Like aspects of "American Dreams," this season's "The West Wing" serves as much- needed fantasy fulfillment. In the first couple of episodes, President Bartlett made speeches so far above the rhetoric and content of speeches by current politicians, it was enough to make you cry. Apparently this season's shows are being criticized for getting too close to reality in portraying the Republican presidential candidate as a folksy, brainless opportunist from Texas---sorry, I mean Florida (!), but I make no apologizes for finding this therapeutic. We need an intelligent President unafraid to speak honestly, even if it's only on Wednesday nights.

Now, as promised, the review of AMERICA THE WISE/ THE LONGEVITY REVOLUTION by Theodore Roszak.

First a caveat: This book is sometimes offered along with Roszak's "America The Wise." They are however the same book--"America The Wise" is the hardback. I haven't compared them, but if not precisely the same, they are virtually the same, according to their author.

Frankly the worst thing about this book is the title--both titles. The book itself however is a very important one. For anybody who would like some hope for the future, and especially for baby boomers, this book is essential.

It's not about longevity, really. It's about the next twenty years or so, when the boomers--Roszak calls them the New People--reach traditional retirement age. It's likely that they will be healthier and more active and involved than previous generations. And there will be a lot of them (it's time to fess up, I guess--a lot of US.)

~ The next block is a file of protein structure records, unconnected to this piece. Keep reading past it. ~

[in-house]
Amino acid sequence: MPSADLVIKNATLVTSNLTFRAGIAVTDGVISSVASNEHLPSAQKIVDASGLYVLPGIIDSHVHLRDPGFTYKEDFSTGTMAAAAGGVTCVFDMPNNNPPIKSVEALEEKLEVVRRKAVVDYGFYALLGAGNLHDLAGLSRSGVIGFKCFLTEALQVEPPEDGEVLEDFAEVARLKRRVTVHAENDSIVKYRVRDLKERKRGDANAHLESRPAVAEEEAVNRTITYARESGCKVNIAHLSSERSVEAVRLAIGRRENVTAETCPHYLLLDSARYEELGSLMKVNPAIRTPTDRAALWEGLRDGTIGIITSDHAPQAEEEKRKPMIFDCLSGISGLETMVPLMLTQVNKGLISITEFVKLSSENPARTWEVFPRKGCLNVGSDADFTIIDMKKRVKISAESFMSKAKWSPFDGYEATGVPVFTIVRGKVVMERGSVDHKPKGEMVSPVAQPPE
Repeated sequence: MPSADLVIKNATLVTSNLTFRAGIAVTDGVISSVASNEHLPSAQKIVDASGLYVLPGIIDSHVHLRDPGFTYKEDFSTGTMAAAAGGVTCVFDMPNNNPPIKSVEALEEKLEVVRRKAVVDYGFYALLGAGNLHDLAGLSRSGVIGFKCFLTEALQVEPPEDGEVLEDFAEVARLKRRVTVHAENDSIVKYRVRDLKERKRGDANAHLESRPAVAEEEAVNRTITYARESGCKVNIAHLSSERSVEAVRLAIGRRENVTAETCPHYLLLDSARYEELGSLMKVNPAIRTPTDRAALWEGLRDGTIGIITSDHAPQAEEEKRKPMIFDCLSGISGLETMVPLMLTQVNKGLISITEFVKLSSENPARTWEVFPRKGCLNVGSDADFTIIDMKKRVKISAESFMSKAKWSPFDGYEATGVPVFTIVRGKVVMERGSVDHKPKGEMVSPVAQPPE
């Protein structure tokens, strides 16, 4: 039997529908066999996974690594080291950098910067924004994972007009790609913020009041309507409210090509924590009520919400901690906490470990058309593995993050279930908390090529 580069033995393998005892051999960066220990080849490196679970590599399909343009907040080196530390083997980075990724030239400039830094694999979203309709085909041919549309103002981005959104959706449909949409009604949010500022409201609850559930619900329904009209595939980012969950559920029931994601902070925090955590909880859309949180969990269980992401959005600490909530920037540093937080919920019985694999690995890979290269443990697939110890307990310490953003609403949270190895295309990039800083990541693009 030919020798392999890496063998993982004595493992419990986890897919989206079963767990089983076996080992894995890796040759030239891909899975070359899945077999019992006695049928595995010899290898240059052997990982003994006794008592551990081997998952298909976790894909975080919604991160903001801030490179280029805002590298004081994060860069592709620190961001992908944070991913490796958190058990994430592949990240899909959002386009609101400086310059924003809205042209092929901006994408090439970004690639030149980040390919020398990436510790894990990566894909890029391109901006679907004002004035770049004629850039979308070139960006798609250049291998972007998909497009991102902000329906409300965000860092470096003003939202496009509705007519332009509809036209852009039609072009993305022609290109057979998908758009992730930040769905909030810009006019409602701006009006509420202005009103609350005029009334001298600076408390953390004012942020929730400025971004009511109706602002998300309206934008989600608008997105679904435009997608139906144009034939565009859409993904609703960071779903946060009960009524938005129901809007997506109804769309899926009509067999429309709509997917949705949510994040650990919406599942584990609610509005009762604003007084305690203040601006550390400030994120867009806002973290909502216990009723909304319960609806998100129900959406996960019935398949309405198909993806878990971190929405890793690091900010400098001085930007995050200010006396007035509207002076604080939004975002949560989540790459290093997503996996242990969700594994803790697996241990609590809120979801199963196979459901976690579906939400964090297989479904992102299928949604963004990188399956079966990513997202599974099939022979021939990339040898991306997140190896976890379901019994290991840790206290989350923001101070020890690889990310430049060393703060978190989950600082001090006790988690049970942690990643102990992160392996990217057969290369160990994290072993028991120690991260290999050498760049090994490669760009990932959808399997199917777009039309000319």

Roszak contends--with good reason--that the panic about boomers destroying Social Security and Medicare is largely manufactured for political purposes. Social Security is solvent now and will be for the next generation, and with minor adjustments, can be made so for the indefinite future. Medicare is a problem mostly because the whole health care system is a mess. Besides, the demographics suggest the increase in dependent older people will likely be offset in a decrease in dependent children.

But where this book shines is in outlining societal attitudes that could change due to an aging population. Advertisers don't like older consumers because they aren't so impressionable--they can't be lured so easily by absurd ads. So patterns of consumption could change, for the better. Other elder values plus the necessity for taking care of the very old and ill will challenge us to become more compassionate as a society, and more interested in living than moneymaking. For after all, as Roszak says, this aging of the population is going to happen--not just in the U.S. but worldwide-- and we're going to have to deal with it. It's either take care of each other, or kill the old folks. But don't let them know, not as long as they can still vote!

By and large this book is very cogent. It may be provocative to some, but it states its case with admirable clarity, so readers can easily confront what Roszak has to say. Baby boomers like to think of themselves--ourselves--as forever young. So perhaps we've ignored being slandered as selfish whiners who will bankrupt young folks (as Roszak points out, a lot of young folks are being kept afloat by parents.) But we don't have to die before we get old. The best may be yet to come.